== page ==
Burda · Tops

Scoop neck tops

For a while now I've wanted some woven scoop neck tops that I can wear in the summer–just something simple and easy to make (without all the fuss of a full collar). I also wanted them to have a button placket, just to keep it interesting, since I have way too many buttons in my stash and really need to start actually using a few of them.

So I hit on Burda 7198 as a possible perfect pattern: tunic style, simple three-quarter sleeves, and a nice scoop neck.

I don't love this pattern, which I've tried to indicate here by apparently taking back-lit photos that block out all the details.

Even in great lighting, though, I don't love the pattern. To begin with, there's a very weird horizontal dart along the waist of the back of the pattern. A few other reviewers noted this; I think it is to make the shirt feel more fitted, but honestly I think it just looks as though there was a terrible serger accident and you had to replace the bottom half of the back of the shirt. So, I just left the dart open.

Next, the placket is off of center, so that the edge of the placket is along the center line (rather than the buttons). Frankly, it just looks weird to me. Also, the pattern asks you to tuck the placket to the inside, and does the standard Burda “finish edges.” So in a lightweight fabric like this, the end of the placket both flops around inside and also doesn't look that great. From the outside, too, it feels . . . unfinished. I changed the location of the placket and did an arrow placket with the bottom of the placket on the outside.

The pattern also asks you to use bias binding, but not to enclose the neck edges. I think you're supposed to fold a strip of binding in half, stitch it to the neckline, and then turn it to the inside. That leaves you with an unfinished edge on the inside, though. And it doesn't actually enclose the raw edge of the neckline. Instead, I did bias binding and turned the whole thing to the inside and then topstitched.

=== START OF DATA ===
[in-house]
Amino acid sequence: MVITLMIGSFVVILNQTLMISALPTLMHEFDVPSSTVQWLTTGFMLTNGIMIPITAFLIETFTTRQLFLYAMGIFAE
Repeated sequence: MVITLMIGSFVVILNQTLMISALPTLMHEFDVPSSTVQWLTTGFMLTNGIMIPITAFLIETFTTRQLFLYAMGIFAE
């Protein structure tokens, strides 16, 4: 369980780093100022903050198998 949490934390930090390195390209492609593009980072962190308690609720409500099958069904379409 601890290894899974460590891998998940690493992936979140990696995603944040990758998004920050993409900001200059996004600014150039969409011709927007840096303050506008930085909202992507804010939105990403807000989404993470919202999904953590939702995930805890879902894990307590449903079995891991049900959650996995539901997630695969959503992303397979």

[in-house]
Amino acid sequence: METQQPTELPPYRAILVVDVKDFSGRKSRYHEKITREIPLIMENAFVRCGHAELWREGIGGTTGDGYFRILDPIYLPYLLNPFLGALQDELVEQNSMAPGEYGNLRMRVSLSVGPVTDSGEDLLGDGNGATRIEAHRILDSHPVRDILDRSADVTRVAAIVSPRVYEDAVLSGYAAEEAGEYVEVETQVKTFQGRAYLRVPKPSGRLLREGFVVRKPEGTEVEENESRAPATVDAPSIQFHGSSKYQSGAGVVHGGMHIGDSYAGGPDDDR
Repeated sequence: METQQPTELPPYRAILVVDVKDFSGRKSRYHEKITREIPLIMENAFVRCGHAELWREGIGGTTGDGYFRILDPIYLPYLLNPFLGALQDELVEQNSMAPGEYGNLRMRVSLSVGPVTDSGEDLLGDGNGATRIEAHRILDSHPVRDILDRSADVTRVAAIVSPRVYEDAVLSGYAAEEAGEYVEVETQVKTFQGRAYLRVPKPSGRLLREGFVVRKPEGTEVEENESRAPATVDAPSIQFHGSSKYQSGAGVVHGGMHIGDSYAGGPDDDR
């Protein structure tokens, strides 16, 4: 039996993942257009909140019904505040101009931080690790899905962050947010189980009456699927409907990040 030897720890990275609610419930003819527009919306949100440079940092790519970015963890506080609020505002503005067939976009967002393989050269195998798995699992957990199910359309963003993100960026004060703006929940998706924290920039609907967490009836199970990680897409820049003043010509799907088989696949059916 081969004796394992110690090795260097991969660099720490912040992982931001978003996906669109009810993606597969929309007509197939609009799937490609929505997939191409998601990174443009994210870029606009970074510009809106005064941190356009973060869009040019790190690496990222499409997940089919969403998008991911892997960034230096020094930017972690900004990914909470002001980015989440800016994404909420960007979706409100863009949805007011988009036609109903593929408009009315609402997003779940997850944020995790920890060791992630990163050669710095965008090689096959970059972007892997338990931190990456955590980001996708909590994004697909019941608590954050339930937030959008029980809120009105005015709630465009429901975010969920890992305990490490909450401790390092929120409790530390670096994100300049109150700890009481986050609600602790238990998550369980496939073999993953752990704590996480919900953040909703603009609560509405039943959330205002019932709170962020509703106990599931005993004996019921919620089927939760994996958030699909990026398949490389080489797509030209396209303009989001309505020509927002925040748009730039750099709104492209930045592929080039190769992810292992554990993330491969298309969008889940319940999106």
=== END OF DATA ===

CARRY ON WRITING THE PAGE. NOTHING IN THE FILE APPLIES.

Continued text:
This fabric, which I picked up during my annual trek to Osgood's Fabric in Springfield, MA, is such a fun picnic table aqua gingham; such a shame it starts to fall apart when you even look at it. I did french seams for pretty much everything, but even after a few wears the seams are already starting to rip a bit. The neckline also stretched out during sewing (despite stay stitching), so it doesn't lie quite as flat as I would like.

I figured the fabric might partially be at fault with this pattern, so I decided to use up some precious J Crew fabric (with a slight stretch) that I got from FabricMart years and years ago. I must have really loved this fabric when I got it because I've been hoarding it for years thinking I had only a precious 1.5 yards, only to discover that I have 4 yards of it!

I'm glad about that, since I don't love the second shirt, either. It's got all the problems of the first one, and it seems to hover about a 1/4″ off my shoulders, which is always a little weird–as though my blouse is skittish and always trying to escape.

I'm still wearing it, though–it's a nice, easy, cool blouse for summer, and it doesn't look terrible. I think I'll give this pattern a rest, though–I'm more likely to just hack Oakridge into a deeper/wider scoop neck and see if that works better. Luckily, I'm apparently flush with pink dot J Crew fabric for a second version.

 

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One thought on “Scoop neck tops

  1. Both look good to me but it’s a shame they have issues. I would do this bias the same as you and enclose those fraying edges. The Oakridge is a great one to hack.

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